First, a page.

US should reconsider 'essential facilities,' predatory pricing, judge says
26 April 2019. By Leah Nylen.
US antitrust enforcers may have been too quick to discard ideas about predatory pricing and essential facilities, especially in connection with big technology companies, a US appeals court judge and antitrust expert said.
“There may be a role for the essential facilities doctrine in the digital broadband market. The same thing is true … with regard to predatory pricing.… There are signs that it does happen and really inflicts serious negative consequences on people,” said Chief Judge Diane Wood of the US Court of Appeals for the Seventh Circuit in Chicago. “Maybe there was some wisdom in those ideas that we have been too quick to throw out the window.”
Wood served as a lawyer with the US Department of Justice’s antitrust division before she joined the bench, and has authored several key appeals court decisions on antitrust. During the Obama administration, she was considered a potential nominee to the US Supreme Court.
An essential facility refers as a system or technology so vital that rivals can’t effectively compete without access to it. The US’s top court held in 1985 that in limited circumstances, a company can be required to do business with its competitors. The essential facilities doctrine is rarely invoked in the US.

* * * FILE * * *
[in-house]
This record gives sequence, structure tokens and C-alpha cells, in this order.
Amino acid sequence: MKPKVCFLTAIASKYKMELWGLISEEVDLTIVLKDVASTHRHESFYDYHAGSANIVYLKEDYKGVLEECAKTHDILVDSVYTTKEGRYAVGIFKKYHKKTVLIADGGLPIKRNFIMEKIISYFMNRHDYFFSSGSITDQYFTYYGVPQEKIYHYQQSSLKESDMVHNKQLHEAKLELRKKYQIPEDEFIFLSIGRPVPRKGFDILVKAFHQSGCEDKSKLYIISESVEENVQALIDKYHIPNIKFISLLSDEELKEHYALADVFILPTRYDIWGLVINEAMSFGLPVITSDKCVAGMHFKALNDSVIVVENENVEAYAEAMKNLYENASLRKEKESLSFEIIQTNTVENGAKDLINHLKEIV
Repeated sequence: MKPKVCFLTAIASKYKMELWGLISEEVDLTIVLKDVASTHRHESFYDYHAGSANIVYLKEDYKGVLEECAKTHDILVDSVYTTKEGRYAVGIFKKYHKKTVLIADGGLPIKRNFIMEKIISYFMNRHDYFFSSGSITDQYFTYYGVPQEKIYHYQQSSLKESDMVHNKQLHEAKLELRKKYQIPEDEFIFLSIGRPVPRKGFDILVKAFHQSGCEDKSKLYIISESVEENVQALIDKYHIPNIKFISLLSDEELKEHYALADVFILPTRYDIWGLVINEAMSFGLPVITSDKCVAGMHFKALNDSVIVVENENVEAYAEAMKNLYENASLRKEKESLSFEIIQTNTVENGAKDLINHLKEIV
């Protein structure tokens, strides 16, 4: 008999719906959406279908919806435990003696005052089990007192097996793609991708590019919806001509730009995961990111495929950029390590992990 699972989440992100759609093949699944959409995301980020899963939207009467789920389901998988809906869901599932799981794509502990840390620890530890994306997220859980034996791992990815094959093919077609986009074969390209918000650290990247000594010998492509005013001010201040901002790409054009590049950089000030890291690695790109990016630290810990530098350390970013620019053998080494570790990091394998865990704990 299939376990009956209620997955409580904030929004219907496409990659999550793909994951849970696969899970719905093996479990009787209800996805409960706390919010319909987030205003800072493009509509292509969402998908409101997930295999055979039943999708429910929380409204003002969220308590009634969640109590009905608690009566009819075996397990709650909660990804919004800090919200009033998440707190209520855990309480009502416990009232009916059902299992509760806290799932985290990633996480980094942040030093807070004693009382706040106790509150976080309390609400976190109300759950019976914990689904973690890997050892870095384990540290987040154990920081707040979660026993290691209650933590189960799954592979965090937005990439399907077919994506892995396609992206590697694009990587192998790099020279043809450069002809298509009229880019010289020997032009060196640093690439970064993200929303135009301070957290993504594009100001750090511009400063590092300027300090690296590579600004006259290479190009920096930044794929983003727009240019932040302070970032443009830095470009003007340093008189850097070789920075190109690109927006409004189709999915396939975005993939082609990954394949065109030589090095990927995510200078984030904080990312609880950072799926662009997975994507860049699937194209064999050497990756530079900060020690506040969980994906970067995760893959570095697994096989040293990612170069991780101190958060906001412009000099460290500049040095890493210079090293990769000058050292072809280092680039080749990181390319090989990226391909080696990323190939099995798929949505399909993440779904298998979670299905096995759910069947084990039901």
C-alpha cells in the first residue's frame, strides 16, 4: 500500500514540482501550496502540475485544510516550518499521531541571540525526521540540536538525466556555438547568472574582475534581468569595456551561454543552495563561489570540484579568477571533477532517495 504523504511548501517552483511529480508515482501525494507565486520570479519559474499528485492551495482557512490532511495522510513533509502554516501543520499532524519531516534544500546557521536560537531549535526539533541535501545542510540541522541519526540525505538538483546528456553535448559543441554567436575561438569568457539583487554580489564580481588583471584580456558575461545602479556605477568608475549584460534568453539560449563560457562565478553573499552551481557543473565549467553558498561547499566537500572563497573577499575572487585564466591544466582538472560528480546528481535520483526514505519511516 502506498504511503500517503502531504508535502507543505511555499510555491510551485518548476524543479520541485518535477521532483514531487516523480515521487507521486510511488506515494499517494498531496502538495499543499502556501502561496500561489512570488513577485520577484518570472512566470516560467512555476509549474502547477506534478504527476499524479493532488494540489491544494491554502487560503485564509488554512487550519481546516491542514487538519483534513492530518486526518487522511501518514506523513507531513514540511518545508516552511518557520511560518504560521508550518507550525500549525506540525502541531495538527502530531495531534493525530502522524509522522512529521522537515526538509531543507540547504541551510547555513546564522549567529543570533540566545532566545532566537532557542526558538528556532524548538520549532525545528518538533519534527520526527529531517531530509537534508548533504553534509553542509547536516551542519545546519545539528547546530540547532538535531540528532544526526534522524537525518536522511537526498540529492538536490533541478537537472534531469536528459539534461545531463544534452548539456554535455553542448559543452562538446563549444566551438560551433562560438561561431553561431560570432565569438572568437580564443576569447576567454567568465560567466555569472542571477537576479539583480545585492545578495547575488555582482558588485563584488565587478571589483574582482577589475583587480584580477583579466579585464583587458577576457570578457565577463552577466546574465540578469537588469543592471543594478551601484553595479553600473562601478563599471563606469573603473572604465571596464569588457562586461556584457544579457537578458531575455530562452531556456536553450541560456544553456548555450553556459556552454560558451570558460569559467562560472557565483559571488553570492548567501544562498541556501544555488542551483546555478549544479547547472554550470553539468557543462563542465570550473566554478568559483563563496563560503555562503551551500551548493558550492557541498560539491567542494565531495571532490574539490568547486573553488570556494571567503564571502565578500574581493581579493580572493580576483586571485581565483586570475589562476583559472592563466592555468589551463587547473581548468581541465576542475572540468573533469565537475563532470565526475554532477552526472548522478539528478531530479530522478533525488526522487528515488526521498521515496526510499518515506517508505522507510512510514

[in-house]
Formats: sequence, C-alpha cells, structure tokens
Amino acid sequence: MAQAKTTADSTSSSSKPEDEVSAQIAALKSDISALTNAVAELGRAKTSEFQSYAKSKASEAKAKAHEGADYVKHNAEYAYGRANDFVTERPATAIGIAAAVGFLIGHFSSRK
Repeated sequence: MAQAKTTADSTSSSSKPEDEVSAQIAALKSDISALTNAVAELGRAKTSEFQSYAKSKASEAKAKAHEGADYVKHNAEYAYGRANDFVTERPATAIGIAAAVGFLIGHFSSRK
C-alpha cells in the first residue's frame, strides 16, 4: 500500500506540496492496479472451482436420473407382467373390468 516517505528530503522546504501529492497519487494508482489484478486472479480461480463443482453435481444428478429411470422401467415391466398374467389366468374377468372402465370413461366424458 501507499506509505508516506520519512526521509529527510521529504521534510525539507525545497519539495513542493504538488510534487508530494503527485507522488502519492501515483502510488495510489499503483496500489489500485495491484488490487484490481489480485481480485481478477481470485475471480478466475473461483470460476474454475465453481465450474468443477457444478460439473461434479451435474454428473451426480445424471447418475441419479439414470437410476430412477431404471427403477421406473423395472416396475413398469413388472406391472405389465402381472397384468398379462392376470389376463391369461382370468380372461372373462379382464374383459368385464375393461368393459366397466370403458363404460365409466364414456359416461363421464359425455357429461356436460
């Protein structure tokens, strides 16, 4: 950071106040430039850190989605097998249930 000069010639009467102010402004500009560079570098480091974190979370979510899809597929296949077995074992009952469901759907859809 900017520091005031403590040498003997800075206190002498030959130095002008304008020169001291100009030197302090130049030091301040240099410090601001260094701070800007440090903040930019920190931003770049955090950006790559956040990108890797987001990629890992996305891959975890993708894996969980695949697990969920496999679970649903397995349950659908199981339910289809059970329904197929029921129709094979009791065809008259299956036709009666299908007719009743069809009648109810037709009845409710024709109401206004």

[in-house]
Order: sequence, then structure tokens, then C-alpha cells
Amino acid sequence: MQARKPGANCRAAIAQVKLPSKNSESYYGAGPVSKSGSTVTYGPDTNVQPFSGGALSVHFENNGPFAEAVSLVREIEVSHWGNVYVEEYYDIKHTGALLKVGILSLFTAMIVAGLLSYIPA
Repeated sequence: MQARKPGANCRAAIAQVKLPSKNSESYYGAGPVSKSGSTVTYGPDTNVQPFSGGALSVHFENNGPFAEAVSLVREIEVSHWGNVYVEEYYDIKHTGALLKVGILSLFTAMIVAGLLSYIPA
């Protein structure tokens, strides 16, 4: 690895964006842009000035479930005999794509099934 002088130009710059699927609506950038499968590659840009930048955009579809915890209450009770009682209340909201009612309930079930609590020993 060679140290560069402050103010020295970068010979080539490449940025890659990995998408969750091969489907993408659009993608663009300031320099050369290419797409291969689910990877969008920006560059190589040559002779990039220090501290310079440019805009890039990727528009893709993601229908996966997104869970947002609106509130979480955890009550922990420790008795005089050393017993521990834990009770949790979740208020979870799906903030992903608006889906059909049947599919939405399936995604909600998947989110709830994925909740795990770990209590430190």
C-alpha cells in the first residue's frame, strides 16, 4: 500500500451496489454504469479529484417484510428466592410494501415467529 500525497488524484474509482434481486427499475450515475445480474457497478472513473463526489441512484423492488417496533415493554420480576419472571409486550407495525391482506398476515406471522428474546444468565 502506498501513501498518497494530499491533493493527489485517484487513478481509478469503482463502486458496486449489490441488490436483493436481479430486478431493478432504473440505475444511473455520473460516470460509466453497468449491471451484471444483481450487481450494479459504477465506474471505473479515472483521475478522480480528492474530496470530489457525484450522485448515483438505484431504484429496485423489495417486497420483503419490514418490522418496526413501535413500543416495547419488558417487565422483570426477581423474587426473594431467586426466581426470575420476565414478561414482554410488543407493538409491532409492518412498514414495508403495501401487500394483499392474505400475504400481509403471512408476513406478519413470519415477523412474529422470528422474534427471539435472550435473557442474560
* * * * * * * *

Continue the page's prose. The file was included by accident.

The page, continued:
“We may not have fully appreciated what the competitive challenges of these large internet-based companies were,” said Wood, mentioning Google and Amazon specifically. “Other countries, I will point out, do think there is still some role for [essential facilities]. They are concerned about the exclusion of competitors through this sort of facility. Perhaps we ought to take another look at it.”
Wood said she was aware of the criticism of the essential facilities doctrine, that it encourages “forced sharing” and could limit investment in innovation. But “never is too strong a word,” she said.
“Recognition of an anticompetitive practice sometimes precedes rather than follows the rigorous economic explanation for why that practice is something that ought to be controlled,” Wood said. “I think the essential facilities idea is one of those things, perhaps predatory pricing is one as well. It’s got to be done carefully, surgically, not with a meat cleaver.”
She also rejected the idea that that essential facility or predatory pricing theories should be discounted because they help rivals, noting the oft-repeated phrase from the Supreme Court’s 1962 Brown Shoe opinion that the antitrust laws were enacted for “the protection of competition, not competitors.”
“There isn’t going to be any competition if there are no competitors,” she said.